So obviously we then have to enter their PP into their cum file before the end of the year.

Neddy Seagoon
Oct 12, 2012

Hi, Everybody!


gently caress SNEEP posted:

One of the things I worked on at work had a piece of set that definitely had a goatse look to it. I never brought it up because there's no way in hell I'm gonna explain goatse to 50 people.

One of the task steps we use on our assets is 'assembly' which got shortened to 'rear end' so a bunch of files have 'rear end' in their name. They also decided to shorten my groups name 'Pipeline' to 'PP' for our directories. Thanks y'all!!!

You cannot tell me some smug little fucker isn't doing that on purpose to see if they can get away with it.

Poil
Mar 17, 2007


Doesn't the freight business use the words shipping and BL (bill of lading) a lot?

Barudak
May 7, 2007



Every time Point of Sale systems come up I giggle. The POS is broken, fix the POS, Let's Work Together to Build a New POS.

Selklubber
Jul 11, 2010


Welcome to Norway, where computer mouse and pussy is the same and normal word for both.

Crackbone
May 23, 2003

Vlaada is my co-pilot.



One of the companies I worked at had a widget management system. They sold that software to two other companies in the hopes of generating more business for us. The software had not been designed for other businesses but the Sales VP pushed it through.
The customization work was massive and they ended up hard forking the code. For non techies this means nothing you did in one system could be ported to the others, so they were basically building three completely separate systems. They had a 100+ person development team working on all the versions.

During a “we’re going to turn this company around” meeting they revealed that all the work of supporting two extra versions of our software netted us about 15k a year in profits, and they had signed long term agreements with each company they couldn’t break.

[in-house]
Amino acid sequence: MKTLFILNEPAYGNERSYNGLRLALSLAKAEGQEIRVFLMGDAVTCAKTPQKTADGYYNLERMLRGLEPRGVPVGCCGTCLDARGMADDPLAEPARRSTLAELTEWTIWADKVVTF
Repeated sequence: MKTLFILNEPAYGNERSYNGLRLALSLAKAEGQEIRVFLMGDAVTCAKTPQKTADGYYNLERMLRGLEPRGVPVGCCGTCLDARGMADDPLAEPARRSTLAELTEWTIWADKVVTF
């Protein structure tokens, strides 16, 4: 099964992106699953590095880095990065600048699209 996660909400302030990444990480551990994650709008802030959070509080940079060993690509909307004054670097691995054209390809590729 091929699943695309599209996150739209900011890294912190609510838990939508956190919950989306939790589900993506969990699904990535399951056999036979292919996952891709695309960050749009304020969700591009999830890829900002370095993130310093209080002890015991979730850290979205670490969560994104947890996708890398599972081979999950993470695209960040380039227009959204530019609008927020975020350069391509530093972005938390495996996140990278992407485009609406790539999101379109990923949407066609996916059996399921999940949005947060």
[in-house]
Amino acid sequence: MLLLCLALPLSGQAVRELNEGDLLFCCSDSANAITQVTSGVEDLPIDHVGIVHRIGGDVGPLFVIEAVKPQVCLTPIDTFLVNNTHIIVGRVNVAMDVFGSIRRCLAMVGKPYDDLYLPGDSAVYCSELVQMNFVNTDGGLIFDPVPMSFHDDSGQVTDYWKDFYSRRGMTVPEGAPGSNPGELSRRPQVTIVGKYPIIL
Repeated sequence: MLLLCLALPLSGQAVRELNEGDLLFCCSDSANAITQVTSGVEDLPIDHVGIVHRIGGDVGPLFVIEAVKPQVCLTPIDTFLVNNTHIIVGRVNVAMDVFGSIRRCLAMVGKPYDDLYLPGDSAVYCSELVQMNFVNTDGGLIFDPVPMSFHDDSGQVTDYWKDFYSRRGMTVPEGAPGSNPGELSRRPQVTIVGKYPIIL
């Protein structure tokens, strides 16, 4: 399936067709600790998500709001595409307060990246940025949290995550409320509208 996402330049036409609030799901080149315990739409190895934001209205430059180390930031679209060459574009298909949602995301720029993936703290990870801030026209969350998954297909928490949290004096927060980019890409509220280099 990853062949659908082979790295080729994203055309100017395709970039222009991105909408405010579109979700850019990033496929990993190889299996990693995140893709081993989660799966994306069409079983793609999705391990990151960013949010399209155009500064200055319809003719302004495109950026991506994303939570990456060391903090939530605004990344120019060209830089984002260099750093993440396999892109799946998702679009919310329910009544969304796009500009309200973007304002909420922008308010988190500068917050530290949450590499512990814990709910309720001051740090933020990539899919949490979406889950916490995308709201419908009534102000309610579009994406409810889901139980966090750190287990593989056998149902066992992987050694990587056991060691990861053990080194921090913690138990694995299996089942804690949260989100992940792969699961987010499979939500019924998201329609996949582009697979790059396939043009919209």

Volmarias
Dec 31, 2002


Crackbone posted:

One of the companies I worked at had a widget management system. They sold that software to two other companies in the hopes of generating more business for us. The software had not been designed for other businesses but the Sales VP pushed it through.
The customization work was massive and they ended up hard forking the code. For non techies this means nothing you did in one system could be ported to the others, so they were basically building three completely separate systems. They had a 100+ person development team working on all the versions.

During a “we’re going to turn this company around” meeting they revealed that all the work of supporting two extra versions of our software netted us about 15k a year in profits, and they had signed long term agreements with each company they couldn’t break.

The important thing is that VP netted $50k from that sale!

Cripes. It sounds like it would be easier to just break the contract and tie it up in court forever.

poisonpill
Nov 8, 2009

The only way to get huge fast is to insult a passing witch and hope she curses you with Beast-strength.



Cue the SVP crying about how that would look bad in front of the customer and that everyone needs to make client satisfaction their #1 goal

Atopian
Sep 23, 2014

I need a security perimeter with Venetian blinds.

I sometimes wonder:
Everyone knows what Sales are like. Everyone can point to the counterproductive stuff that happens as a result.